Should we boycott the telephone and go back to morse code?
Scott Galloway invites his readers to peer behind the curtain, take on the burden of his bitter diatribe and cover the landscape of Amazon headquarters in picket signs. In short, his aim is to dismantle and deconstruct the progression of the great and powerful Wizard of Oz, aka: Amazon, Apple, Facebook and Google. He believes that, “The Four are engaged in an epic race to become the operating system for our lives. The prize? A trillion-dollar valuation, and power and influence greater than any entity in history.” According to Galloway, this type of innovation is damning; however, as readers delve further into the text, it’s easy to see why he takes this view.
Every author paints a picture that is distinct because their brush stroke is intrinsic to their identity. The same is true for Galloway. His perspective is colored by his affinity towards socialism and middle-classism. He suggests, “If the rich have too much power; it can lead to an oligarchy. If the poor have too much power, it can lead to a revolution. So the middle class needs to be the rudder that steers American democracy on an even keel.” Trump might want to,make America great again ; however, Galloway wants to, make America middle again.
Each page beckons readers to remove their capitalistic ideals and embrace the socialistic identity of an agricultural past in the midst of a technological age. Galloway delves into each company and discusses the faultiness of their leadership; however, he also leaves a lot out of the conversation. The author reveals that, “Amazon’s growth will result in the destruction of 76,000 retail jobs this year.” Galloway asserts that this will occur because of the increase of robotics. However, this type of deconstruction is not just due to technological advancement, but of selfish CEOs. According to Forbes Magazine, “The layoffs and transfers will impact more than 30% of Verizon’s 153,100-employee workforce – as of the end of June – and are part of a 4-year plan to save the largest U.S. wireless carrier $10 billion by 2021.” Countless other companies are replicating the same tactics and lining their pockets with the extra change.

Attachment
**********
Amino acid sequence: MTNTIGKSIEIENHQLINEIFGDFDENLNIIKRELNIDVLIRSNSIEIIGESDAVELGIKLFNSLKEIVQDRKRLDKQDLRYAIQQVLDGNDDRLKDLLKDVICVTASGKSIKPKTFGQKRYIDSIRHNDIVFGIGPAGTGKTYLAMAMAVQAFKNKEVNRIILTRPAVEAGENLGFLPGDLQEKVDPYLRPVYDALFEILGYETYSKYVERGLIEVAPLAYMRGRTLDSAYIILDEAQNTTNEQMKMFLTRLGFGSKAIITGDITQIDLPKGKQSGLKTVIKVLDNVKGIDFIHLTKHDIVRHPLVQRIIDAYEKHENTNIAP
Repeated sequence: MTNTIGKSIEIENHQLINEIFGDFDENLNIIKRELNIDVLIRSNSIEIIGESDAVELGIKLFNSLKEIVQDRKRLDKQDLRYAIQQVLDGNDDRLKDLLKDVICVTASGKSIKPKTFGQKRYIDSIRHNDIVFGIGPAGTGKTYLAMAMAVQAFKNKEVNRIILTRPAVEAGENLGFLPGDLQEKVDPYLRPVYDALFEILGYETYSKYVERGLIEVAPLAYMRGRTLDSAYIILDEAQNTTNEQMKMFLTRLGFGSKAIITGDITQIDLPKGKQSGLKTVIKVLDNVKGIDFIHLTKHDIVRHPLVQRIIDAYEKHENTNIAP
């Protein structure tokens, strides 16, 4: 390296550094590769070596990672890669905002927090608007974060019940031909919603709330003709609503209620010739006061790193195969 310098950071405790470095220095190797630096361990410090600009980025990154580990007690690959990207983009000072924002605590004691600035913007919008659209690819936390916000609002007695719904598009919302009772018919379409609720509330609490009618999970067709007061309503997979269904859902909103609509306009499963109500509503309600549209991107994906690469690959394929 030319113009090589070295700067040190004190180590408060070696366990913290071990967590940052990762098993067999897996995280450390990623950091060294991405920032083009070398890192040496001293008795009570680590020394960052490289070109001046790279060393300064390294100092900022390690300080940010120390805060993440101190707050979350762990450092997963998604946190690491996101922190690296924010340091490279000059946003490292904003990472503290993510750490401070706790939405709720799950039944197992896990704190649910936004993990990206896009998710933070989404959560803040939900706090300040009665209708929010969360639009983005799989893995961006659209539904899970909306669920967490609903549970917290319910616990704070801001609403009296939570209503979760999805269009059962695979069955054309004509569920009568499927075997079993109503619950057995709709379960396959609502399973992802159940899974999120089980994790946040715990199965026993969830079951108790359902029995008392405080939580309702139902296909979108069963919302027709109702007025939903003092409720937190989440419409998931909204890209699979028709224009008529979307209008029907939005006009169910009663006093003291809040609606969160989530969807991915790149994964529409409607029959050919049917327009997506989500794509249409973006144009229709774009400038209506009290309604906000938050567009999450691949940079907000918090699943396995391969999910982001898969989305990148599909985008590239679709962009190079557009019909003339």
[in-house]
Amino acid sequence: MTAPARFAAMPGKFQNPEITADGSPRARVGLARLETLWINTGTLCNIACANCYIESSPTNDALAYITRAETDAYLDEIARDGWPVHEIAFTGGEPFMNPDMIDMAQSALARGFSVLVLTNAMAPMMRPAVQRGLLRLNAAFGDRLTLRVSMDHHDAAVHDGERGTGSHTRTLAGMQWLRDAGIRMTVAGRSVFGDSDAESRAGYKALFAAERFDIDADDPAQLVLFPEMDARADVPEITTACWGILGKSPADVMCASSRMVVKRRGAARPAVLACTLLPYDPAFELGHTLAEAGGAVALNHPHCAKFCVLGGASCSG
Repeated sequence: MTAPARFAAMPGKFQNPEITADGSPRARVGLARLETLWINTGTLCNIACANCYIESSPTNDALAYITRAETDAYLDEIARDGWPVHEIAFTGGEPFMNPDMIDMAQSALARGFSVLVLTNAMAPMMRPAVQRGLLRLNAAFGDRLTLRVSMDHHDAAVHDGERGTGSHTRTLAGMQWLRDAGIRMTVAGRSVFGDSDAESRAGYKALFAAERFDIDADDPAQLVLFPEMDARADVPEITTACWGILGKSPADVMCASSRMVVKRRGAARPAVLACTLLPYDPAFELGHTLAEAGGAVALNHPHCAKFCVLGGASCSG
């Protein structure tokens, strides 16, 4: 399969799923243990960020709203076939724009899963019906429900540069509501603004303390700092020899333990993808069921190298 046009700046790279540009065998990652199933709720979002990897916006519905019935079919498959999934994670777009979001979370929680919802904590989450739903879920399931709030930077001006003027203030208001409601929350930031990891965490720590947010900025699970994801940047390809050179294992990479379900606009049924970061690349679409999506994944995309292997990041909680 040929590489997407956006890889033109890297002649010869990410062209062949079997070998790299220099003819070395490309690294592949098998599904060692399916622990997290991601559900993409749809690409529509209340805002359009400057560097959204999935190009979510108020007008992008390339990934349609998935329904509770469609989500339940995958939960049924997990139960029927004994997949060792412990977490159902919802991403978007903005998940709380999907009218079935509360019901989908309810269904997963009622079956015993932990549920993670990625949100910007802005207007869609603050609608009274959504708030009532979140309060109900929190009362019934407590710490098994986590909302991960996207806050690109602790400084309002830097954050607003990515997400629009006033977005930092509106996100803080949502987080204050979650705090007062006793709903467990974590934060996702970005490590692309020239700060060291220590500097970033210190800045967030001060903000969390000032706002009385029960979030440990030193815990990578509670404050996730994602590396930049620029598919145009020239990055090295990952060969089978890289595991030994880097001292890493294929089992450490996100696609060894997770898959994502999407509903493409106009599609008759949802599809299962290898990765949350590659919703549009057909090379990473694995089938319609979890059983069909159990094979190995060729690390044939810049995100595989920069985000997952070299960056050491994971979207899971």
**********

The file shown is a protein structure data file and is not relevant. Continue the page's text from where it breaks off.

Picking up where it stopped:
According to Galloway, “In 2018, we are in the midst of a dramatic market failure, one in which the government has been lulled by the public’s fascination with big tech.” However, I would strongly disagree. For instance:
Galloway believes that, “Instinct, coupled with a profit motive, makes for excess. And the worst economic system, except for all the rest – capitalism – is specifically designed to maximize that equation. Our economy and prosperity are largely predicated on other’s consumption.” Welcome to church – a hub of organizational presentations that engage our audience in exchange for financial and voluntary involvement. The church is highly capitalistic. Regardless of political views or personal preferences, pastors and leaders are constantly searching for ways to create, innovate and present programs that are driven by audience consumption.
Apple is driven by scarcity, luxury and high-level branding, making it the “first technology company to have a shot at multigenerational success.” How many of our churches exhibit similar traits? Millions of dollars are spent on production equipment, LED screens, smoke machines and ProPresenter software. After all, atmosphere and branding tap into the phycological senses of our audience. Brand consistency builds loyalty and trust, which in turn, creates a greater budget for the following year. “Luxury products have to be great. But they also signal status. They improve your procreational brand.” If you walk into any Hillsong Church anywhere in the world, you’ll see constancy in branding. The same is true for many traditional churches, i.e. alter, wooden pulpit, red carpets, etc.
Galloway suggest that, “No other media firm in history has combined Facebook’s scale with its ability to target individuals.” This means that pastors and leaders have the ability to target their ads and their message to individuals who are looking for a place to call home. According to Barna Research, “…three out of five church planters live on a household income lower than the national average.” Instead of another church plant, what if we used an already established platform? What if we used Facebook as our pulpit?
According to the author, “A bond of trust was created that has survived now for a generation and has made Google the most influential of the Four.” Galloway compares Google to a modern-day god; however, I fail to see why this is problematic. Skeptics are circling through endless articles looking for answers. Google isn’t a threat to the church, but an opportunity for the church to present answers. They also provide grants to 501c3 nonprofits in the sum of $10,000 per month in free advertising. Skeptics might not be entering our sanctuaries, but they are searching for answers. Isn’t it about time that we meet them there?